Renovation has begun for Region 10’s new Entrepreneurial Business Resource Center, at a location once home to the Boys and Girls Club. The Olathe-based project is on pace to open in March next year.
Job creation and entrepreneurial support is at the heart of this new $1.2 million center, located at 300 Hap Court. The building is owned by the Montrose County Housing Authority and leased by Region 10, but supported by at least 10 regional partners.
“This project will provide much needed resources for those interested in starting a new business. Think of it as a one-stop shop for our entire region,” said Montrose County Commissioner Sue Hansen in a Nov. 14 news release from Region 10. Hansen is also a member of the nonprofit’s project steering committee.
“It is a worthy investment for Montrose County, and I am excited to see the Entrepreneurial Center completed and filled with entrepreneurs ready to build and expand their businesses.”
Region 10 completed asbestos removal on the building over the summer and has now moved forward with construction, according to Region 10’s new program manager, Ann Bradford.
Since joining the nonprofit in August, her focus has been on creating the Entrepreneurial Program while building regional programs with Gunnison, Hinsdale, Ouray and San Miguel Counties.
The project’s success relies on multiple regional partnerships and securement of a highly competitive $1.7 million grant from the U.S. Department of Agriculture earlier this year.
“There’s really a spirit of sole proprietorship and a lot of independence,” Bradford said. “We feel like entrepreneurship will be successful in this region.”
Pandemic era sees boom in small businesses
This observation parallels the trend of new businesses popping up in Montrose County, per a quarterly economic update by Nathan Perry, an associate professor of economics at Colorado Mesa University.
Montrose had nearly 710 new business filings as of July 31, a 35.5% increase from July 2021. Perry reported 530 new business filings by the end of 2020’s second quarter — a 14.5% increase from 2019’s second quarter.
But Bradford considers the pandemic as simply another stimulator in entrepreneurial growth. She finds that many people are interested in becoming entrepreneurs, but they can’t quite figure out how to do it.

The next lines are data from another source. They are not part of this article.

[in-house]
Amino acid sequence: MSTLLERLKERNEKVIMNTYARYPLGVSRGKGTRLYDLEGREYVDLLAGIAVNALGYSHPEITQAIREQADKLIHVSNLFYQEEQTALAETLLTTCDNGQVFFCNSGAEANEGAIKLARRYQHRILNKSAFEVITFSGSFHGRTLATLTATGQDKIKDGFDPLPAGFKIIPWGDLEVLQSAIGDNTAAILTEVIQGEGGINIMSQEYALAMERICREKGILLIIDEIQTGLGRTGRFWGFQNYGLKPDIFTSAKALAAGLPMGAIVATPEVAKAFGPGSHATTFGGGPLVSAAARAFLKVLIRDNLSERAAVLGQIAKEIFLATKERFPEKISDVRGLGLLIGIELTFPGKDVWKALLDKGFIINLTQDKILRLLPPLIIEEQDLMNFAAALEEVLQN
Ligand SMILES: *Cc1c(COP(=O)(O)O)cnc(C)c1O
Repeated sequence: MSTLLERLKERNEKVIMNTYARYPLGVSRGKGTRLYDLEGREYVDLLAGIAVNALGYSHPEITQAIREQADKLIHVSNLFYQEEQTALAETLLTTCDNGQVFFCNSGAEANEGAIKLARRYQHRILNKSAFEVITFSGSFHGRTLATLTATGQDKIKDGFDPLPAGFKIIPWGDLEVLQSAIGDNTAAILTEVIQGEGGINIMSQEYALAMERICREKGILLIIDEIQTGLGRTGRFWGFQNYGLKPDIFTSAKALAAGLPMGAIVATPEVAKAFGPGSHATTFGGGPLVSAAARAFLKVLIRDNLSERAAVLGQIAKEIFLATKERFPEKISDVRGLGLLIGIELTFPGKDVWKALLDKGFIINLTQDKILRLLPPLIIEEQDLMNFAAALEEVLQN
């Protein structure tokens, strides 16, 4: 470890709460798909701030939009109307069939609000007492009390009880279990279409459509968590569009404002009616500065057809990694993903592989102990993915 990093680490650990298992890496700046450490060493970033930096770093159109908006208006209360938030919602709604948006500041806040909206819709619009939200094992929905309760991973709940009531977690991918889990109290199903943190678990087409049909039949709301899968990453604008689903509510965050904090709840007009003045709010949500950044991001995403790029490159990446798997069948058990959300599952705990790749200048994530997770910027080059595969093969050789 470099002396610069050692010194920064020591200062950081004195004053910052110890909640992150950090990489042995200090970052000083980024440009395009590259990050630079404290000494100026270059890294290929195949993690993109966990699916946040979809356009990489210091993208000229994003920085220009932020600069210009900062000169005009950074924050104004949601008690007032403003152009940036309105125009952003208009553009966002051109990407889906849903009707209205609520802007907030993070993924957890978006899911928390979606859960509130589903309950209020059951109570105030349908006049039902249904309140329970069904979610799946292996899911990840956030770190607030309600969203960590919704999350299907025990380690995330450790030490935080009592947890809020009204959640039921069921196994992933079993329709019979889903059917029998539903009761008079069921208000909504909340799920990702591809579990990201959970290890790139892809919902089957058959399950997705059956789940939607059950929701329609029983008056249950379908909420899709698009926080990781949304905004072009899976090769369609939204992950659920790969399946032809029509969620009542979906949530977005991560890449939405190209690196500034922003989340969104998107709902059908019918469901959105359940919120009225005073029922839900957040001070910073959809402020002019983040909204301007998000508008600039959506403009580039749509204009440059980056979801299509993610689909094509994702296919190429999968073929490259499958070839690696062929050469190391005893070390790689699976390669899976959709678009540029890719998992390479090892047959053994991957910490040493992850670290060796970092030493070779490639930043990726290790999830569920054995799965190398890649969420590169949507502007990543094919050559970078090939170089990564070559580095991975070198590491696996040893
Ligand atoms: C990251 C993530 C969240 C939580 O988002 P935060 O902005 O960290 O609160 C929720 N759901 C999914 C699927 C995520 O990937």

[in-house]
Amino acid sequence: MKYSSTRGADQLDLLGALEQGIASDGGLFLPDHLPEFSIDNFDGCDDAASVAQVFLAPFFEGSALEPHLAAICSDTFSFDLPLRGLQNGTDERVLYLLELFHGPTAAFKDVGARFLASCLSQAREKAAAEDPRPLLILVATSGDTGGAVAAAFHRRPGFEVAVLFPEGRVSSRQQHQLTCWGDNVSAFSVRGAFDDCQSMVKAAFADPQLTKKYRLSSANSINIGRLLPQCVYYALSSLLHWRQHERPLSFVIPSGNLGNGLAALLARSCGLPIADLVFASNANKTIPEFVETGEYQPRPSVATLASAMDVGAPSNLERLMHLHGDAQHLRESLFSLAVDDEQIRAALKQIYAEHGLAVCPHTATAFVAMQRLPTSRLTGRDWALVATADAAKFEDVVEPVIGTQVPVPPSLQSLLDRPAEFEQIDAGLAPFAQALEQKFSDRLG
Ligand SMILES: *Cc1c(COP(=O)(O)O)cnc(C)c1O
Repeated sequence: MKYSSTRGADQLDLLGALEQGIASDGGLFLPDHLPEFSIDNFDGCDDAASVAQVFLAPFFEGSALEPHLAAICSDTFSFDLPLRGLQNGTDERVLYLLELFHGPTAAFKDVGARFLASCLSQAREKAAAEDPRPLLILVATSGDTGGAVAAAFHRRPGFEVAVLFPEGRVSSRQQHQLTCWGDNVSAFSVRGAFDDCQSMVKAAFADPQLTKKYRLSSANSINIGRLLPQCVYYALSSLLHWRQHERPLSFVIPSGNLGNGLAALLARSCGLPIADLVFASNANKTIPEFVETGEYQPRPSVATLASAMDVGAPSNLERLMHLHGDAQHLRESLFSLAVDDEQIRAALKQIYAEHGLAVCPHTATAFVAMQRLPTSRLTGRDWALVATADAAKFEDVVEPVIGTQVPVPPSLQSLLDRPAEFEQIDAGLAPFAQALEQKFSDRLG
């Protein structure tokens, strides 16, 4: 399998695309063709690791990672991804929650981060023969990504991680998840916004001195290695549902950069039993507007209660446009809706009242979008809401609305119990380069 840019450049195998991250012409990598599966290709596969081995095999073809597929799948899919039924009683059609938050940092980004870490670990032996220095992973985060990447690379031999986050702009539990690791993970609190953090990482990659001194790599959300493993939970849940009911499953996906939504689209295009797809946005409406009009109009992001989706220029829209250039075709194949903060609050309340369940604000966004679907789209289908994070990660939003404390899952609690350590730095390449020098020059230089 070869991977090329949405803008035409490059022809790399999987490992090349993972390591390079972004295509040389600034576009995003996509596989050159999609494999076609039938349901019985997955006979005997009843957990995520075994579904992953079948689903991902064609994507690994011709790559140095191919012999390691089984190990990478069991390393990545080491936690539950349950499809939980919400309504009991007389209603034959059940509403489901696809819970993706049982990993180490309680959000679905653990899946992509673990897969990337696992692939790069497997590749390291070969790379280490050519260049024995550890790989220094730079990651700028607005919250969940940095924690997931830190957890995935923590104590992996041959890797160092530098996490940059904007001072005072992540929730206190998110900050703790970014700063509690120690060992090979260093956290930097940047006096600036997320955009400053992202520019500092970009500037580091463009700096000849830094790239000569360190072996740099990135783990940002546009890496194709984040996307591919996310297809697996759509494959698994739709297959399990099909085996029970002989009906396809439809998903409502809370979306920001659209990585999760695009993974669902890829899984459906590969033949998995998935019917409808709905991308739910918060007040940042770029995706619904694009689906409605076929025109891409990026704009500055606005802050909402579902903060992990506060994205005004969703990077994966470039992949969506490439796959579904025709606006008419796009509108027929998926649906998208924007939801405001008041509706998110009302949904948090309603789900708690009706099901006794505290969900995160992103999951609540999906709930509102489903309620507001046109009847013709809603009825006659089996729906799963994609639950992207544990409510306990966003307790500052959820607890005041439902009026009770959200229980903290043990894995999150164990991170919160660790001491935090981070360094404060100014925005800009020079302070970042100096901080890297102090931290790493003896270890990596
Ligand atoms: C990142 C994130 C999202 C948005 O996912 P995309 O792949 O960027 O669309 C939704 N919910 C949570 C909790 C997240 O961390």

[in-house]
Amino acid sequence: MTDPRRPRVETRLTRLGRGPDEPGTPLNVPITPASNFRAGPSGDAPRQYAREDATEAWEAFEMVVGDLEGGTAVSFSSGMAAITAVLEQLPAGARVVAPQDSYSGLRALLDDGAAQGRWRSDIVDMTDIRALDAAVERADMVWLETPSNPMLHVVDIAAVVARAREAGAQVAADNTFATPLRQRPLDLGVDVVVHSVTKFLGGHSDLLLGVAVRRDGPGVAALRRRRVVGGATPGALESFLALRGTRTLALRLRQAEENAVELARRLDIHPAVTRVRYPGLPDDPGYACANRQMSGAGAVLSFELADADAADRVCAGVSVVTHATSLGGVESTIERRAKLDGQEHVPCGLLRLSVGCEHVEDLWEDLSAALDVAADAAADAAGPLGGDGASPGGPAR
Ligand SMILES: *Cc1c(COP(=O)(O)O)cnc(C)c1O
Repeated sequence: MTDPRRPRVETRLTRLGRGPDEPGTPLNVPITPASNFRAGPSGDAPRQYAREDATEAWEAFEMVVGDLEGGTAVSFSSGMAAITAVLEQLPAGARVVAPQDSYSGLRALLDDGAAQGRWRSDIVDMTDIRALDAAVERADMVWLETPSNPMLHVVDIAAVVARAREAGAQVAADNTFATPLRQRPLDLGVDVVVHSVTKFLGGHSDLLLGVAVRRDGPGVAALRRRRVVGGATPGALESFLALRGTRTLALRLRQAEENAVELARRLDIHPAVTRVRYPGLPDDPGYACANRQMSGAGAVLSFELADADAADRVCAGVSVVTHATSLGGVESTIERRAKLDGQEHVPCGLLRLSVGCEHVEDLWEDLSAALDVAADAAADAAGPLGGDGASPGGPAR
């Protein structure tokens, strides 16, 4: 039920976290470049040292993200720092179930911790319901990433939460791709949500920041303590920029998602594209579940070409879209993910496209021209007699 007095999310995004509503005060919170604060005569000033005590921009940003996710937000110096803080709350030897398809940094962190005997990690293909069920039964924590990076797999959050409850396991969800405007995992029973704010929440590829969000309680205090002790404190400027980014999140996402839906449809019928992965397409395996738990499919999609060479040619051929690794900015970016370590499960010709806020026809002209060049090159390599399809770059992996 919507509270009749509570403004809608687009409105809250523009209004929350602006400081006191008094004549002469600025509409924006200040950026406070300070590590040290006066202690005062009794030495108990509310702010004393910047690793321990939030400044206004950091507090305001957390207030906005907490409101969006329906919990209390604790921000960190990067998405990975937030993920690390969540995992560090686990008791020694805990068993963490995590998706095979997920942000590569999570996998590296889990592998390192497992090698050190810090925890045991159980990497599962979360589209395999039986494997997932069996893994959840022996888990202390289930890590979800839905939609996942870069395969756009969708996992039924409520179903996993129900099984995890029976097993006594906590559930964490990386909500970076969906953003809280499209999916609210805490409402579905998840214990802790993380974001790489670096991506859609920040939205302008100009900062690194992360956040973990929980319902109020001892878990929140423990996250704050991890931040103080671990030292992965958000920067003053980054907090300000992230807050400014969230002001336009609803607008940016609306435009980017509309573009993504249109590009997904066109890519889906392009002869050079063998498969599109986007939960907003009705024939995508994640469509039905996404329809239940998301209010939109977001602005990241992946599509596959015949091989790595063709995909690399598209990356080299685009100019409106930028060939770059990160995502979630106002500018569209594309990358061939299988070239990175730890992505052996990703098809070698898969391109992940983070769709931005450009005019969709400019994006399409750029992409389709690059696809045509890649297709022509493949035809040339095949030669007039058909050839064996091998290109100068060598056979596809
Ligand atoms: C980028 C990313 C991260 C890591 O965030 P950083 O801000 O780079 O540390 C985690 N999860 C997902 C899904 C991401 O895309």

“When things shut down for COVID, and particularly among women who had to stay home with children, one of the most natural things was to try to find some way to do a food business,” Bradford said of the small business boom. She added that people need help from community, networking and resources.
“I think it’s happening broadly and I think it’s happening post-COVID, but I think it’s an important trend anyhow because small business has always been big in America, and I think people are just kind of coming back to that.”
Region 10 cited data from the Bureau of Labor Statistics in its recent community update — small businesses accounted for 66% of employment growth over the past 25 years. Recent population growth, workforce enrichment and a “strong local broadband network” is also credited for improving business growth in the region.
Combined, these factors posit the question: What would happen if entrepreneurs had the resources they needed?
Which is where the Olathe center comes in, Bradford answered. The center would provide entrepreneurs with finance training and help them generate ideas on how to find financing for a new business.
What will the new center offer small business owners?
Bradford envisions a diverse range of people using the new space.
The center would support budding and existing entrepreneurs in all industry sectors, from a business incubator providing technical assistance, training, coaching, a conference room and a co-working space. The center’s newly renovated commercial kitchen and space for pop-up restaurants is one of its most anticipated features, according to Bradford.
“Commercial kitchens are very hard to find in this area and if you are a small food business, you can’t operate out of your home,” she said. “You have to have a commercial kitchen unless you’re just going to sell at a farmers market and then you can do some preparation at home, but there’s a real shortage of space.
A kitchen-incubator program will take cohorts through a six-to-eight week class to learn how to mass produce products and get them on store shelves.
There will also be access to the regional Business Loan Fund and Small Business Development Center, which are part of Region 10.
Leadership training and development programs will be offered, such as Demystifying Entrepreneurship from the Leeds Business School at the University of Colorado and the FastTrac startup business curriculum from the Kauffman Foundation.
Training will be available in English and Spanish.
A 3D printer and makerspace are expected to be included in the renovated space.
Annual programming will be available for mentorship or for businesses to develop their ideas. Bradford said the nonprofit hopes to add food truck plugins in the future.
“We’re envisioning a lot of different things down the road,” Bradford said. “We will be trying to find whatever resources they’re looking for because our idea is to help everybody that we can.”
Cassie Knust is a staff writer for the Montrose Daily Press.